Indian Traders Ignore Fitch Ratings Downgrade for India
Fitch Ratings has downgraded outlook for India to negative. Indian economy has shown strength over the last few decades and despite all odds, local consumption and exports have been lifting Indian GDP. India doesn’t need confirmation from ratings agencies, most of them are headquartered in the United States and are susceptible to pressure from the US government and financial majors. Indian economy is doing pretty good and it has its own problems. If the problems weren’t there, Indian economy could have even grown at double digit.
This is the message Indian traders are giving back to Fitch Ratings as the ratings agency downgraded outlook for India to “Negative”. At a time when economies world over are suffering due to lock downs, Fitch Ratings or S&P ratings are the last thing on mind of investors. Indian stocks have dropped from their recent highs and many long term investors managed to buy at low levels reached during panic selling. Indian markets have recovered.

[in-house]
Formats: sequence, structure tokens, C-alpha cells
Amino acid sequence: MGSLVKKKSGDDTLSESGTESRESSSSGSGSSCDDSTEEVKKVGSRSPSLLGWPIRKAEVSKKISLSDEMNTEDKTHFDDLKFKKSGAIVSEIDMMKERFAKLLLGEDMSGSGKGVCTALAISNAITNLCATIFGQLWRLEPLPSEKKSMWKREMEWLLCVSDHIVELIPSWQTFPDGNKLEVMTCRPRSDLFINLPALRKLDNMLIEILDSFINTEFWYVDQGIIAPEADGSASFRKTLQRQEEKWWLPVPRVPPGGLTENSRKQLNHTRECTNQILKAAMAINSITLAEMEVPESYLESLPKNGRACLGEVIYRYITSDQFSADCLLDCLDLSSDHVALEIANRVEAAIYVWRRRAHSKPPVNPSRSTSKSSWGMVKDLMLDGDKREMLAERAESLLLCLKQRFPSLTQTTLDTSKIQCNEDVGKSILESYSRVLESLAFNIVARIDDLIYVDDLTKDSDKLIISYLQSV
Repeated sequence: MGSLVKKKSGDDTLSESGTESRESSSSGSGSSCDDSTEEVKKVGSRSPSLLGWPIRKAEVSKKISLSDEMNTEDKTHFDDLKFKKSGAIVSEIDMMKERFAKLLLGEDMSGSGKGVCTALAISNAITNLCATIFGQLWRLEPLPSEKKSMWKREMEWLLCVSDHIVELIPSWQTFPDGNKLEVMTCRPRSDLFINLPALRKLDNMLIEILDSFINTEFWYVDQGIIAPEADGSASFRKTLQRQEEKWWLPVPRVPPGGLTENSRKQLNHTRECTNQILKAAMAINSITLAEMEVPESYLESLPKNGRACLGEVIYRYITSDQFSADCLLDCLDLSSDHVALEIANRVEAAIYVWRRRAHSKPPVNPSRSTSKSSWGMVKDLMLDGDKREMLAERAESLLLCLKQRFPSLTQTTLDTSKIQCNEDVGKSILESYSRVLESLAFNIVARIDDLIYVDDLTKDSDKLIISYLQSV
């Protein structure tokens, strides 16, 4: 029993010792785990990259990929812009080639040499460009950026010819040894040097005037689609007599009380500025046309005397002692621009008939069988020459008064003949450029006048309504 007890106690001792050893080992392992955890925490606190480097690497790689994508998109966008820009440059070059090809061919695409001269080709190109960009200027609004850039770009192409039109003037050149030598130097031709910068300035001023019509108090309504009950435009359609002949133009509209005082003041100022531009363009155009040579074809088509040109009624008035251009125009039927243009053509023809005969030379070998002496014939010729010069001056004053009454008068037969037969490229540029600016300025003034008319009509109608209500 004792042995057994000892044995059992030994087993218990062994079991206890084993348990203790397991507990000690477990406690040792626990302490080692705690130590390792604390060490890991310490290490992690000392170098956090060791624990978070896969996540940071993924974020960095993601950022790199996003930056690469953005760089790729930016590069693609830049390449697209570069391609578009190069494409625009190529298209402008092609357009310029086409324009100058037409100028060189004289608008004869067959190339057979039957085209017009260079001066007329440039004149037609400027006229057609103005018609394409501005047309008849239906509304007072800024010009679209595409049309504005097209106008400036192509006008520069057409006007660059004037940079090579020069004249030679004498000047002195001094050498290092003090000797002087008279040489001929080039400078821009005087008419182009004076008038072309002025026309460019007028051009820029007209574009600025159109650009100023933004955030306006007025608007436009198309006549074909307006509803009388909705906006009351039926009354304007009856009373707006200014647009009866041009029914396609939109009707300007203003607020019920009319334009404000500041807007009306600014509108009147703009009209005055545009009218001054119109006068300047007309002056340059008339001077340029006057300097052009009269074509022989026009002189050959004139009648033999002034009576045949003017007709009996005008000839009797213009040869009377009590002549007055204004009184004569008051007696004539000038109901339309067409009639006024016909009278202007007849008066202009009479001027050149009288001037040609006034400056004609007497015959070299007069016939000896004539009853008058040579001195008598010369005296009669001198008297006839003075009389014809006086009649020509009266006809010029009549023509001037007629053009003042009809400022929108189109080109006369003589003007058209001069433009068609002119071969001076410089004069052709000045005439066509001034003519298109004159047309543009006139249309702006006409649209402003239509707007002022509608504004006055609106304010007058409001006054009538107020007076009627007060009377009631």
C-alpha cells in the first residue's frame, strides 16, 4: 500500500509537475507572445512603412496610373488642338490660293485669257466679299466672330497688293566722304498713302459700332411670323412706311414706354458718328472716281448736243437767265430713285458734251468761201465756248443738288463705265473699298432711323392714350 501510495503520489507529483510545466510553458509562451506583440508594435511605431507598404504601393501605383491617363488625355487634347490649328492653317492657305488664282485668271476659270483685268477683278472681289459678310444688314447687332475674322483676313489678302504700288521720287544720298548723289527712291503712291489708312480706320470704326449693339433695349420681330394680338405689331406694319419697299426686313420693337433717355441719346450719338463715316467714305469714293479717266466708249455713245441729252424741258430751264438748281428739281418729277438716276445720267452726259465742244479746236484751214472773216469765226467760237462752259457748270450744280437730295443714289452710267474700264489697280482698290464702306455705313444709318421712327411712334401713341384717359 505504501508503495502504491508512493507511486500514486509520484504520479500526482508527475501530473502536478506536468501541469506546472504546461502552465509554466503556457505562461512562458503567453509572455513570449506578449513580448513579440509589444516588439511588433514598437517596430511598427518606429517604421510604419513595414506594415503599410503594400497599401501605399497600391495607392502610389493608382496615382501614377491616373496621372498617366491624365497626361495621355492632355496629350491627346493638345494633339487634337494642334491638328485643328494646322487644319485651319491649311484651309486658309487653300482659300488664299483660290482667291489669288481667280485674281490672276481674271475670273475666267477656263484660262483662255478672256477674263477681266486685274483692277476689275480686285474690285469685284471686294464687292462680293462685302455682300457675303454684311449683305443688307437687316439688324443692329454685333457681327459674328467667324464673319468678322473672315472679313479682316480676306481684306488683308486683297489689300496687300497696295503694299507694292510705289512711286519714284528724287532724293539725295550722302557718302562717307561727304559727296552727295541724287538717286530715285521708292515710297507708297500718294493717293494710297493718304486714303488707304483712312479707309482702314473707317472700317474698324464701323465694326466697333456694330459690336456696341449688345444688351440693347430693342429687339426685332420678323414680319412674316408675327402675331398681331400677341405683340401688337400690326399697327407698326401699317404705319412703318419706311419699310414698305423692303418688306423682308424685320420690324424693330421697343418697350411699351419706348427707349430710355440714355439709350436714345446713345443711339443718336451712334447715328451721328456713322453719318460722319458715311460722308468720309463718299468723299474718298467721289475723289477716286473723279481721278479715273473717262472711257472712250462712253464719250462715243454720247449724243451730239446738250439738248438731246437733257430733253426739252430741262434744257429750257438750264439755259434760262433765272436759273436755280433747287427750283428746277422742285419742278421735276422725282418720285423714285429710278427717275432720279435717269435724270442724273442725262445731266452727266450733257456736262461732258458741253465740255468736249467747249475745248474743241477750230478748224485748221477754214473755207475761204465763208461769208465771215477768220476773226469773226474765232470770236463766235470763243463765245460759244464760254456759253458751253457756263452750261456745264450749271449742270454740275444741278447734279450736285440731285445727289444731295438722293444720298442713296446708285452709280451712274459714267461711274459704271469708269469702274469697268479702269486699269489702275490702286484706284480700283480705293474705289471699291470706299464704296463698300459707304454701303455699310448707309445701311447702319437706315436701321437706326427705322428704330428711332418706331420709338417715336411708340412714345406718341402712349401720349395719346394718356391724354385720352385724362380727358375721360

It is to be seen if Fitch Ratings and S&P will have the courage to downgrade ratings for United States. US President Donald Trump will not spare them and probably the rating agencies will receive threats on Trump’s favorite communication platform Twitter. The ratings agencies in the US were rebuked even by President Obama when they downgraded United States. It is obvious that market analysts at ratings agencies will not be brave enough to mess with Donald Trump who doesn’t think twice before criticizing anyone on Twitter.
Fitch Ratings said, “The humanitarian and health needs have been pressing, but the government has shown expenditure restraint so far, due to the already high public-debt burden going into the crisis, with additional relief spending representing only about 1 per cent of GDP by our estimates. Most elements of an announced package totalling 10 per cent of GDP are non-fiscal in nature.”
“Some further fiscal spending of up to 1 percentage point of GDP may still be announced in the next few months, which was indicated by a recent announcement of additional borrowing for FY21 of 2 per cent of GDP, although we do not expect a steep rise in spending,” Fitch Ratings downgrade report informed.
Meanwhile, Indian investors and foreign investors have ignored Fitch Ratings downgrade for India. Market analysts have even told TopNews that the markets have already factored in the chances of ratings downgrade for India. Stock markets are trading up by nearly one percent higher with BSE Sensex at 33,800 and NSE Nifty about to scale 10,000 levels once again.